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* [PATCH] iopl.2: Changing description of permissions set per-process to per-thread
@ 2020-05-24 13:22 Thomas Piekarski
  2020-05-25 13:57 ` Michael Kerrisk (man-pages)
  0 siblings, 1 reply; 7+ messages in thread
From: Thomas Piekarski @ 2020-05-24 13:22 UTC (permalink / raw)
  To: Michael Kerrisk (man-pages); +Cc: linux-man, victorm007

iopl is setting permissions for port-mapped I/O not per-process but only 
for threads and its children.

See https://bugzilla.kernel.org/show_bug.cgi?id=205317

Reported-by: victorm007@yahoo.com
Signed-off-by: Thomas Piekarski <t.piekarski@deloquencia.de>


---


1. Test case if permissions are granted per-process or per-thread

I took the opportunity to dig into PMIO and granting permissions with 
iopl and ioperm.

Wrote the following code in which two threads are created and try to 
read some data with inb(). First thread (read_from_sleepy_child) is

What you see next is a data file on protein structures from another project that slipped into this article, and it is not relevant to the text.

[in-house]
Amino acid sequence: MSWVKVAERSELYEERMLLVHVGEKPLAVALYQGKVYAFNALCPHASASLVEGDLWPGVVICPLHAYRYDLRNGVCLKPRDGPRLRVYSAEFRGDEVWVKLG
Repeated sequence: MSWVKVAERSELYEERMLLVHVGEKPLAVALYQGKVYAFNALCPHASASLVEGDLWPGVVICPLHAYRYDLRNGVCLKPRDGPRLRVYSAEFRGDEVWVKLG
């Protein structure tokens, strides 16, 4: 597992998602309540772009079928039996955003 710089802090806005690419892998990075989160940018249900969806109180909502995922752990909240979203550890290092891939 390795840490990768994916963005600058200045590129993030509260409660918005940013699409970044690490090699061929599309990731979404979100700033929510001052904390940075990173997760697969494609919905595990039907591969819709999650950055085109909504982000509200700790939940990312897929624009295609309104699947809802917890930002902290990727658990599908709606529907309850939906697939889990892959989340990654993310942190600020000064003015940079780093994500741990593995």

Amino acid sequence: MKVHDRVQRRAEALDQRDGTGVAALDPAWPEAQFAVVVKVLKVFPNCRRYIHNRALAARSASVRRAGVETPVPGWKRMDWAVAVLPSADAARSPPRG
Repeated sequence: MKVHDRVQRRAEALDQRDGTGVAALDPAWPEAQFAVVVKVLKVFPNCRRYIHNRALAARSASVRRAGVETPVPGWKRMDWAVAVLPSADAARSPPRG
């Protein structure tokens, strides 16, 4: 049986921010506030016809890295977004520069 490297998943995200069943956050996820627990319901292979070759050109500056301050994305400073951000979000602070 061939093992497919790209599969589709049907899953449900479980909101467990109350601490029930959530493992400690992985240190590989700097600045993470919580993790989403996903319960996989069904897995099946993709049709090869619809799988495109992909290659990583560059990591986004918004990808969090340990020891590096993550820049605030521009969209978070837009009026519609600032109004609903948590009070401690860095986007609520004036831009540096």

created before permissions are granted (but is delayed) and the second 
one (read_from_child) after that.

If those permissions would be granted on process level should the first 
thread not succeed?

I hope I did not make any mistake, applied threading well and can solve 
this issue as well as support the discussion at LKML.

2. Test Code

#include <pthread.h>
#include <stdio.h>
#include <sys/io.h>
#include <unistd.h>

#define PORT 0x378 // lp0

void *read_from_sleepy_child()
{
   sleep(3);

   // The inb() will fail due to missing permissions and it'll segfault
   // although permissions are acquired before threads are joined.
   // When permissions are set per process this should work.
   printf("Read anything from (sleepy) child thread (%x).\n", inb(PORT));

   return NULL;
}

void *read_from_child()
{
   // The inb() will succeed due to permissions are inherited to
   // childs after they got acquired with either iopl or ioperm